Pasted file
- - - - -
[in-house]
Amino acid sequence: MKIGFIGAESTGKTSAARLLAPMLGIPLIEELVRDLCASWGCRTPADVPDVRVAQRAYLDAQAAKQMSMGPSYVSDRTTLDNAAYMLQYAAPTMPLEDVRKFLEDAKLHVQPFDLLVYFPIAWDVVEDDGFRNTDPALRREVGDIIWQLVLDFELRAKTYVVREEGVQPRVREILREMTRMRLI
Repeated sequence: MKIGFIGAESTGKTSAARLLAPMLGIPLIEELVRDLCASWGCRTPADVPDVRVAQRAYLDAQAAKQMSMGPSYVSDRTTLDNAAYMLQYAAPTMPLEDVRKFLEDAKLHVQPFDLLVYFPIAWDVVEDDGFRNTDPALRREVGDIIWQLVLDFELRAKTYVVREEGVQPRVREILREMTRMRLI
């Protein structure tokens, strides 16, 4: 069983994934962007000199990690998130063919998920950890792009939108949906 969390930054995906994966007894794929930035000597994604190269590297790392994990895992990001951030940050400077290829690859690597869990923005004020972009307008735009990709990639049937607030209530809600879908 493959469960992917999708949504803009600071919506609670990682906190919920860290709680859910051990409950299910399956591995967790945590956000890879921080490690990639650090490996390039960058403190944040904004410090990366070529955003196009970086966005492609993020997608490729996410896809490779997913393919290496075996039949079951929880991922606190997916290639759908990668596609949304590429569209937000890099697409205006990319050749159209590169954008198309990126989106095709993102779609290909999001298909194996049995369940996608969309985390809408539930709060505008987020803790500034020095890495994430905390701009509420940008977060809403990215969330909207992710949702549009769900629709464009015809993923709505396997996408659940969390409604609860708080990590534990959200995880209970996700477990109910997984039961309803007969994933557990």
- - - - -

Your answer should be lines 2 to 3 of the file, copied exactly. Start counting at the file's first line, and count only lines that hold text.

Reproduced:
Amino acid sequence: MKIGFIGAESTGKTSAARLLAPMLGIPLIEELVRDLCASWGCRTPADVPDVRVAQRAYLDAQAAKQMSMGPSYVSDRTTLDNAAYMLQYAAPTMPLEDVRKFLEDAKLHVQPFDLLVYFPIAWDVVEDDGFRNTDPALRREVGDIIWQLVLDFELRAKTYVVREEGVQPRVREILREMTRMRLI
Repeated sequence: MKIGFIGAESTGKTSAARLLAPMLGIPLIEELVRDLCASWGCRTPADVPDVRVAQRAYLDAQAAKQMSMGPSYVSDRTTLDNAAYMLQYAAPTMPLEDVRKFLEDAKLHVQPFDLLVYFPIAWDVVEDDGFRNTDPALRREVGDIIWQLVLDFELRAKTYVVREEGVQPRVREILREMTRMRLI